So, it really went like this: “[insert nice white girl name], are you okay? Is something wrong today?” While giving a caring look, my co-worker sat down and went on to vent about how stressed she was by work as if explaining her stress was an excuse for treating me like her personal assistant.

I swallowed my anger and lent my ear. I was a great team player that moment. I soon called a friend afterwards and said, “Girl, I just got white girled.” That same friend, a black woman, understood. “Girl, she’s done it to me, too.”

“Getting White Girled”

That exchange was not the first time a white woman has justified their maltreatment of me, and sadly, it probably will not be the last.

There are a plethora of accounts by women of color that detail the failures of white women to recognize their racial privilege in their exchanges with women of color. These experiences have accumulated enough to warrant a termed social phenomenon: “Getting White Girled”

I recently tried to explain the phenomenon to a few of my white co-workers after recounting a story of a white friend who said I was “attacking” her in a conversation. Keep in mind that I was sitting down while my friend and I were having a heated group discussion while she was standing up. No ill words were shared. No objects were thrown. Yet, as soon as my hands gestured in the air and my voice elevated, the words “Now, you are just attacking me” left her mouth. Without hesitancy, a mechanism in my brain switched and sparked the following retort, “[insert nice white girl name]! Don’t white girl me!”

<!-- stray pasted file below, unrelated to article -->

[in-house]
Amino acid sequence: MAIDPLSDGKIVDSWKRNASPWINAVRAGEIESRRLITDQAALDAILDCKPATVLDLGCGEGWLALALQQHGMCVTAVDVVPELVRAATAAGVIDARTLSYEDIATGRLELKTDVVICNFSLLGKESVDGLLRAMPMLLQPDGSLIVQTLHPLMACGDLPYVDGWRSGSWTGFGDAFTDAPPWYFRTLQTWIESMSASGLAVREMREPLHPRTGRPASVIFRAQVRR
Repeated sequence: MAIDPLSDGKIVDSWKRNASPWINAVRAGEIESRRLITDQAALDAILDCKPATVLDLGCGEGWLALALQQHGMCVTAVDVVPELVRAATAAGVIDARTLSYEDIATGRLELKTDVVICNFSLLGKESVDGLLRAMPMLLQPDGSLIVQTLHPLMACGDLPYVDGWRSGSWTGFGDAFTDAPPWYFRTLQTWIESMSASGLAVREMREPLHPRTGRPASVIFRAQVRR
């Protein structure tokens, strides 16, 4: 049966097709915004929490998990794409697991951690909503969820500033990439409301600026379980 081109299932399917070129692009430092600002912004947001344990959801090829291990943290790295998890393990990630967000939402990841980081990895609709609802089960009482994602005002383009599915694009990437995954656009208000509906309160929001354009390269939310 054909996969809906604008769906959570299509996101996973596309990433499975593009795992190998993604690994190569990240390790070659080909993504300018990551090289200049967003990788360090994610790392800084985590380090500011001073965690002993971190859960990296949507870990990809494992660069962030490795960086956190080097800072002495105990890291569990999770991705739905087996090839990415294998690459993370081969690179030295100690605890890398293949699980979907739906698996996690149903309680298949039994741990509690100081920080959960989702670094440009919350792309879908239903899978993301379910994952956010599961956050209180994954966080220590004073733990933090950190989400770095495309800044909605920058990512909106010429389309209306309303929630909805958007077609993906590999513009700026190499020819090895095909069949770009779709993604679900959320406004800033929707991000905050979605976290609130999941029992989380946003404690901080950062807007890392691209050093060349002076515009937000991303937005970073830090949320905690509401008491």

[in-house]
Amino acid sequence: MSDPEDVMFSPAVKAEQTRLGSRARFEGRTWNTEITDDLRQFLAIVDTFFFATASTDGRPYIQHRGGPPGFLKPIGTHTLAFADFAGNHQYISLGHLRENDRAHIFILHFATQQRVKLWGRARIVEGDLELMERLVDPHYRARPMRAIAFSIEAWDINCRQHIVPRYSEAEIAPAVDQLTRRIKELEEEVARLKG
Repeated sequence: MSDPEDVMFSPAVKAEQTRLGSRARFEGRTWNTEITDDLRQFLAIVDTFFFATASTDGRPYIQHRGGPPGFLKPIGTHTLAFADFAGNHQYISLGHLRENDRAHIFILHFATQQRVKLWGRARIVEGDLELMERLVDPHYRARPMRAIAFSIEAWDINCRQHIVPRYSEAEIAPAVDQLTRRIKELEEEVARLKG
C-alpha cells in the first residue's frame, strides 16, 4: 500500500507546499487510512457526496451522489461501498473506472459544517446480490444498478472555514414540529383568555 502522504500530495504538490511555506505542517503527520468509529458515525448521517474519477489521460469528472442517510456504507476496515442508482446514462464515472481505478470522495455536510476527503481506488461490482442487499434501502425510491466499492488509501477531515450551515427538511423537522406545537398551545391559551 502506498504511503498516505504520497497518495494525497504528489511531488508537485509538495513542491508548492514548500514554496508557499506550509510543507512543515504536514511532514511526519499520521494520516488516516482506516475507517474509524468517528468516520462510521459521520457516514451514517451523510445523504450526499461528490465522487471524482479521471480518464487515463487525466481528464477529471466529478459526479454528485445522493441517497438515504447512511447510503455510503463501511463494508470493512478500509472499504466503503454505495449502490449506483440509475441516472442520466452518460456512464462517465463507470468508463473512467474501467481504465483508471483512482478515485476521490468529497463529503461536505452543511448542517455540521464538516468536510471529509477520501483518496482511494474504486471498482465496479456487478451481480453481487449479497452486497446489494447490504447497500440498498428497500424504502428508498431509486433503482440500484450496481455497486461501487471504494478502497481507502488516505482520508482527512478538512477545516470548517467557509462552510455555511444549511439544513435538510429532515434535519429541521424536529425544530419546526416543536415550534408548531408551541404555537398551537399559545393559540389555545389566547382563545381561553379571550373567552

It felt right. It felt just. Of course, that only escalated the argument. We are still trying to move forward from that moment now. As a friend, I apologized for hurting her feelings and explained to her the reasons why that interaction triggered me.

That trigger has a particular history in my experience and other women of color’s social exchanges with white women. Consider the following historic instances:

  • In a feminist theory classroom, the day finally arrives for the multicultural portion of the curriculum. The class reads a text written by a black feminist writer. A white female student shares that as she read the essay, it felt like the writer was “yelling” at her personally.
  • At a discussion on race and education, a white woman shares that she thinks that programs gauged for minority students on college campuses are “reverse racism.” I told her I disagreed and asked for her definition of racism. She later accused me of “attacking” her to our director because I leaned forward and asked her a question in an impolite tone.
  • A white woman once told me that I “always bring up race and beat the same drum” although we both worked at a non-profit focused on mentoring girls from predominantly poor and black neighborhoods.